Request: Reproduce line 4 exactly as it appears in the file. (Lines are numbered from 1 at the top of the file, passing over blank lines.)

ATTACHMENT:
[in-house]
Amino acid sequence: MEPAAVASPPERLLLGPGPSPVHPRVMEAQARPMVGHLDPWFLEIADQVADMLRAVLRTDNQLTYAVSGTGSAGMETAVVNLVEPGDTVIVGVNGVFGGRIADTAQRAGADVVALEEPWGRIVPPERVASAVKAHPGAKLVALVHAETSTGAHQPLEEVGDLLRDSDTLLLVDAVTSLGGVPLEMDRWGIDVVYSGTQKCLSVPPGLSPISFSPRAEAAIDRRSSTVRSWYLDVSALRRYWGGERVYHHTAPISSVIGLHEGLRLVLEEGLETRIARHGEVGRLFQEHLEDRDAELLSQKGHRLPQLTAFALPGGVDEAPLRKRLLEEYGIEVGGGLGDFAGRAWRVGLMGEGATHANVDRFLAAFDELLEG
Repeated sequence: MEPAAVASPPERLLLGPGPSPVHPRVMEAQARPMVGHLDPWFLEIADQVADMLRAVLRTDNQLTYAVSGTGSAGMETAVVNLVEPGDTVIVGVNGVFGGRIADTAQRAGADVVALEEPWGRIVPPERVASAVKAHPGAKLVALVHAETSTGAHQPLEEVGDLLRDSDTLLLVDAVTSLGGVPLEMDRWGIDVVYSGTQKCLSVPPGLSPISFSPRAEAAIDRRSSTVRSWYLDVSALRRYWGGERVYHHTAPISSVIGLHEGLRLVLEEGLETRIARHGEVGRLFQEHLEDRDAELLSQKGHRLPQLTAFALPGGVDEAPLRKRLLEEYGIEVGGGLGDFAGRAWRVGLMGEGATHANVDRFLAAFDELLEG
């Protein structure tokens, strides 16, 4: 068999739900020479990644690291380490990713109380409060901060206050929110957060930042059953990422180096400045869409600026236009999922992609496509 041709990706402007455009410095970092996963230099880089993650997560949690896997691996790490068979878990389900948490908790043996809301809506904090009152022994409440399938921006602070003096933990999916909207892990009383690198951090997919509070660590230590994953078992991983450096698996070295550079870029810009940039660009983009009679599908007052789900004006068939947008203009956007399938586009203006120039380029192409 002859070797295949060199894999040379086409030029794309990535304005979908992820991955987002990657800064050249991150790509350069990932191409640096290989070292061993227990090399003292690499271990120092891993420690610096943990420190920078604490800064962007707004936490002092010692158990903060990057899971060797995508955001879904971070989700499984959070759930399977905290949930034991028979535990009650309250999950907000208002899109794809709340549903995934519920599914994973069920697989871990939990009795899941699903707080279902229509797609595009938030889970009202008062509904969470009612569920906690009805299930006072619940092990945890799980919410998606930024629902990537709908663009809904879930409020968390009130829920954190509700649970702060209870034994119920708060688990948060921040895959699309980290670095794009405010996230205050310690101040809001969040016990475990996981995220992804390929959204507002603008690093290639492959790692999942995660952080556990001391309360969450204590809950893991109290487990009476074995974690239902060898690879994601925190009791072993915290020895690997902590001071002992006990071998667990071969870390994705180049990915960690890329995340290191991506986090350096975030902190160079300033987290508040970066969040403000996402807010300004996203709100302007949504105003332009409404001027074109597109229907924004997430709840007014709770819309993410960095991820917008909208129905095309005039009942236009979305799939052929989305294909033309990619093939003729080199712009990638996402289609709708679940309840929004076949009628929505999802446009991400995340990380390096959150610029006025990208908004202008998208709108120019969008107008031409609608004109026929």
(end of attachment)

């Protein structure tokens, strides 16, 4: 068999739900020479990644690291380490990713109380409060901060206050929110957060930042059953990422180096400045869409600026236009999922992609496509 041709990706402007455009410095970092996963230099880089993650997560949690896997691996790490068979878990389900948490908790043996809301809506904090009152022994409440399938921006602070003096933990999916909207892990009383690198951090997919509070660590230590994953078992991983450096698996070295550079870029810009940039660009983009009679599908007052789900004006068939947008203009956007399938586009203006120039380029192409 002859070797295949060199894999040379086409030029794309990535304005979908992820991955987002990657800064050249991150790509350069990932191409640096290989070292061993227990090399003292690499271990120092891993420690610096943990420190920078604490800064962007707004936490002092010692158990903060990057899971060797995508955001879904971070989700499984959070759930399977905290949930034991028979535990009650309250999950907000208002899109794809709340549903995934519920599914994973069920697989871990939990009795899941699903707080279902229509797609595009938030889970009202008062509904969470009612569920906690009805299930006072619940092990945890799980919410998606930024629902990537709908663009809904879930409020968390009130829920954190509700649970702060209870034994119920708060688990948060921040895959699309980290670095794009405010996230205050310690101040809001969040016990475990996981995220992804390929959204507002603008690093290639492959790692999942995660952080556990001391309360969450204590809950893991109290487990009476074995974690239902060898690879994601925190009791072993915290020895690997902590001071002992006990071998667990071969870390994705180049990915960690890329995340290191991506986090350096975030902190160079300033987290508040970066969040403000996402807010300004996203709100302007949504105003332009409404001027074109597109229907924004997430709840007014709770819309993410960095991820917008909208129905095309005039009942236009979305799939052929989305294909033309990619093939003729080199712009990638996402289609709708679940309840929004076949009628929505999802446009991400995340990380390096959150610029006025990208908004202008998208709108120019969008107008031409609608004109026929």